Gay priest supports teen accused of SF murder

A gay independent Catholic priest is asking for a boy accused of murder in San Francisco to be charged as a juvenile, rather than as an adult.

Rashawn Williams (

Homicide victim Rashawn Williams (

The teen, whose name hasn’t been released because he’s a juvenile, has been charged in last month’s fatal stabbing of Rashawn Williams, 14, in the Mission district.

In a letter to District Attorney George Gascon released Wednesday (October 22), Reverend River Sims said he hopes the DA “will look at the case from the perspective of the young man’s age, and his future.”

Sims, who’s worked for years with LGBT youth in the city, appears to have directed his letter to the wrong person, though.

According to the San Francisco Examiner, the DA’s office has already declined to charge the teen as an adult, and the decision lies with a juvenile court judge. As the Examiner indicated, the boy’s sentence could be greater if he’s tried and convicted as an adult, which is how Williams’s family wants him charged.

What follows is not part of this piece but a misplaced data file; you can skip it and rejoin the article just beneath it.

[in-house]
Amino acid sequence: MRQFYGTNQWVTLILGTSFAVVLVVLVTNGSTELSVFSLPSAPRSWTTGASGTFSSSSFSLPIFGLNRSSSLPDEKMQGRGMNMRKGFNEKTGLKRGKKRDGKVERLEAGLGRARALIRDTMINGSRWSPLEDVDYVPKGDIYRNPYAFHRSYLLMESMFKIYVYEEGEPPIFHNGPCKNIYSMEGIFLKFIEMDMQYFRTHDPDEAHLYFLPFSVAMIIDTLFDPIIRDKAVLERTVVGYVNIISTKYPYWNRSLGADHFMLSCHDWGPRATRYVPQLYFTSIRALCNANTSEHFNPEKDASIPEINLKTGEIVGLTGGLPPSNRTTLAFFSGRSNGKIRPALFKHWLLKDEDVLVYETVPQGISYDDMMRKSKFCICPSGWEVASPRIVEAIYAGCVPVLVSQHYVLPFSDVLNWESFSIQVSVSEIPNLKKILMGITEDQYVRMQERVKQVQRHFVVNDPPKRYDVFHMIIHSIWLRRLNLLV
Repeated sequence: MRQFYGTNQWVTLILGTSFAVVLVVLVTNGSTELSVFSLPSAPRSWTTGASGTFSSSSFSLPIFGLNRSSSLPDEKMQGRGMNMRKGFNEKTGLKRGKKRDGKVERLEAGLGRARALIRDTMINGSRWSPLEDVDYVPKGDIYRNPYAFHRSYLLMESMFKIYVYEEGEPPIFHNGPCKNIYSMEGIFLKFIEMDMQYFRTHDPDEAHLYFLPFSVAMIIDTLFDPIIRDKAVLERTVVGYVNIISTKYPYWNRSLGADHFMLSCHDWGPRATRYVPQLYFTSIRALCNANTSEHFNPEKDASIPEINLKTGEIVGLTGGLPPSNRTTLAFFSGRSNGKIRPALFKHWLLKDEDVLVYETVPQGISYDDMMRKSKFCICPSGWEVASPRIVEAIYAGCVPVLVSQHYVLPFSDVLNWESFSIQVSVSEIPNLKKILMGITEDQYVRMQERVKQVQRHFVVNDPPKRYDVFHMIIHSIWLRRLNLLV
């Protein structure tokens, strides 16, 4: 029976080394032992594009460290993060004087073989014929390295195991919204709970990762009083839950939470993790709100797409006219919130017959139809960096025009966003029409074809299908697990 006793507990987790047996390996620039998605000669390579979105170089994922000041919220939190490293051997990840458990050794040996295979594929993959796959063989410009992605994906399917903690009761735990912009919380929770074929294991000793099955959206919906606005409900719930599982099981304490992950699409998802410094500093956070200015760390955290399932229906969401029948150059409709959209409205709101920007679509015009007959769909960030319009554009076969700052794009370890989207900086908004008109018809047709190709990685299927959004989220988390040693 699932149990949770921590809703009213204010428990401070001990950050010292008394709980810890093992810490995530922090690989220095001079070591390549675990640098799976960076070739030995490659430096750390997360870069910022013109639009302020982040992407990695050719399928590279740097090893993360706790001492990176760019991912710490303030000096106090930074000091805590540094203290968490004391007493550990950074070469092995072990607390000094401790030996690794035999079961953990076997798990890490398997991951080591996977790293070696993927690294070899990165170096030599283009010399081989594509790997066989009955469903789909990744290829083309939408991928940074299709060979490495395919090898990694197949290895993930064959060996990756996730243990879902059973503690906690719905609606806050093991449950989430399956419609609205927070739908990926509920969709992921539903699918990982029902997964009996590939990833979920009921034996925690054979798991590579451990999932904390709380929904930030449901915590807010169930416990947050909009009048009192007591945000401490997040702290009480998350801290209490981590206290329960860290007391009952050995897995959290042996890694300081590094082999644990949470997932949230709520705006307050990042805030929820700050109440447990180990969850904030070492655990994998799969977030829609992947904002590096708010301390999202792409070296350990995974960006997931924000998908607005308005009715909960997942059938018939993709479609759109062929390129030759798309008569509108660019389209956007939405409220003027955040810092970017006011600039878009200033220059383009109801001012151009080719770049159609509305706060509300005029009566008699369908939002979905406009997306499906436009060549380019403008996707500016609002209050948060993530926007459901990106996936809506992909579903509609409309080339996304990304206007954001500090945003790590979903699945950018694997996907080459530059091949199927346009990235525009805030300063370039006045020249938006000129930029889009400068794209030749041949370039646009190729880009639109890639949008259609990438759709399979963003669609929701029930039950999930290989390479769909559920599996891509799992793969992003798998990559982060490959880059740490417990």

Sims said that at 14, the defendant’s brain “is not fully developed,” and at that age, people’s “decisions are made in the moment and without thought to the consequences. And in looking at the information presented so far my guess is that he was jealous of Rashawn’s life, the prospects he was given going to Sacred Heart [Cathedral Preparatory school], and in those moments acted out, with terrible consequences.”

— Seth Hemmelgarn, October 22, 2014 @ 4:38 pm PST
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SF LGBT Center honors lending group

Mission Asset Fund,  a nonprofit that helps low-income people get loans, has received the San Francisco LGBT Community Center’s Ally Award, the center announced Wednesday (October 22).